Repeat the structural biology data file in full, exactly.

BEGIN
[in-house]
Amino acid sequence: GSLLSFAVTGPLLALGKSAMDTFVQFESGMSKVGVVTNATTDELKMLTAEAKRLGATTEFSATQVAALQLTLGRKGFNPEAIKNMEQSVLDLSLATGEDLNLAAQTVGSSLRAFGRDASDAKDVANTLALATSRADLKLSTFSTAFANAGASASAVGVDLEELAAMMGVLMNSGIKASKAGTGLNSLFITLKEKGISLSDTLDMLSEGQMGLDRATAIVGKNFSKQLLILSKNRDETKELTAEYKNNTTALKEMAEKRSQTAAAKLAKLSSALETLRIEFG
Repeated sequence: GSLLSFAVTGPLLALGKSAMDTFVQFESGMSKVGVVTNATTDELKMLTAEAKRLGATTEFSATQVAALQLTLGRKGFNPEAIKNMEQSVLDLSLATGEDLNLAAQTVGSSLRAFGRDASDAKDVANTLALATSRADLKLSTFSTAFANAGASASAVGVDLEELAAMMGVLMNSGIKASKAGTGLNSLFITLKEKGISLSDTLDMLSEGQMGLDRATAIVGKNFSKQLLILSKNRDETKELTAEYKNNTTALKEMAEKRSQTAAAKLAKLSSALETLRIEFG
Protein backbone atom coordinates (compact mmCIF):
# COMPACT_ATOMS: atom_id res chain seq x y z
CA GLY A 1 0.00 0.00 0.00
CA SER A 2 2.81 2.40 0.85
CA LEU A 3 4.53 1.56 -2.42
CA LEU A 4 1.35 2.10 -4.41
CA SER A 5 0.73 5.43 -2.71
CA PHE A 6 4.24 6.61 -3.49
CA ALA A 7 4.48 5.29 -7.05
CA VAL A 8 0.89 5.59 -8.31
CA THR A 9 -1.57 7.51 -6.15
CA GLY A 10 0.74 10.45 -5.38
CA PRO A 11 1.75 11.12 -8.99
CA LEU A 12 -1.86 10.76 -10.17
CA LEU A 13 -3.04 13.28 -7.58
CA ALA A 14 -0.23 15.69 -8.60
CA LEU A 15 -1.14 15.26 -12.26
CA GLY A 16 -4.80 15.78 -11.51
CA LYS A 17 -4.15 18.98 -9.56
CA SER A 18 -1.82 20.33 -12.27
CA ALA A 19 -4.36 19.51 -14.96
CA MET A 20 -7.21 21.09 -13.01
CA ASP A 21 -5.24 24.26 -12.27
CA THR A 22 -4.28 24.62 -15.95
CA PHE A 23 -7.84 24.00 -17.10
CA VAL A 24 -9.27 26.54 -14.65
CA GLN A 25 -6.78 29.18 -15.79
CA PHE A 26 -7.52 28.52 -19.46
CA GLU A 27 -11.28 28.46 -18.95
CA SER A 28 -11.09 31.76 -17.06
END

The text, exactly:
[in-house]
Amino acid sequence: GSLLSFAVTGPLLALGKSAMDTFVQFESGMSKVGVVTNATTDELKMLTAEAKRLGATTEFSATQVAALQLTLGRKGFNPEAIKNMEQSVLDLSLATGEDLNLAAQTVGSSLRAFGRDASDAKDVANTLALATSRADLKLSTFSTAFANAGASASAVGVDLEELAAMMGVLMNSGIKASKAGTGLNSLFITLKEKGISLSDTLDMLSEGQMGLDRATAIVGKNFSKQLLILSKNRDETKELTAEYKNNTTALKEMAEKRSQTAAAKLAKLSSALETLRIEFG
Repeated sequence: GSLLSFAVTGPLLALGKSAMDTFVQFESGMSKVGVVTNATTDELKMLTAEAKRLGATTEFSATQVAALQLTLGRKGFNPEAIKNMEQSVLDLSLATGEDLNLAAQTVGSSLRAFGRDASDAKDVANTLALATSRADLKLSTFSTAFANAGASASAVGVDLEELAAMMGVLMNSGIKASKAGTGLNSLFITLKEKGISLSDTLDMLSEGQMGLDRATAIVGKNFSKQLLILSKNRDETKELTAEYKNNTTALKEMAEKRSQTAAAKLAKLSSALETLRIEFG
Protein backbone atom coordinates (compact mmCIF):
# COMPACT_ATOMS: atom_id res chain seq x y z
CA GLY A 1 0.00 0.00 0.00
CA SER A 2 2.81 2.40 0.85
CA LEU A 3 4.53 1.56 -2.42
CA LEU A 4 1.35 2.10 -4.41
CA SER A 5 0.73 5.43 -2.71
CA PHE A 6 4.24 6.61 -3.49
CA ALA A 7 4.48 5.29 -7.05
CA VAL A 8 0.89 5.59 -8.31
CA THR A 9 -1.57 7.51 -6.15
CA GLY A 10 0.74 10.45 -5.38
CA PRO A 11 1.75 11.12 -8.99
CA LEU A 12 -1.86 10.76 -10.17
CA LEU A 13 -3.04 13.28 -7.58
CA ALA A 14 -0.23 15.69 -8.60
CA LEU A 15 -1.14 15.26 -12.26
CA GLY A 16 -4.80 15.78 -11.51
CA LYS A 17 -4.15 18.98 -9.56
CA SER A 18 -1.82 20.33 -12.27
CA ALA A 19 -4.36 19.51 -14.96
CA MET A 20 -7.21 21.09 -13.01
CA ASP A 21 -5.24 24.26 -12.27
CA THR A 22 -4.28 24.62 -15.95
CA PHE A 23 -7.84 24.00 -17.10
CA VAL A 24 -9.27 26.54 -14.65
CA GLN A 25 -6.78 29.18 -15.79
CA PHE A 26 -7.52 28.52 -19.46
CA GLU A 27 -11.28 28.46 -18.95
CA SER A 28 -11.09 31.76 -17.06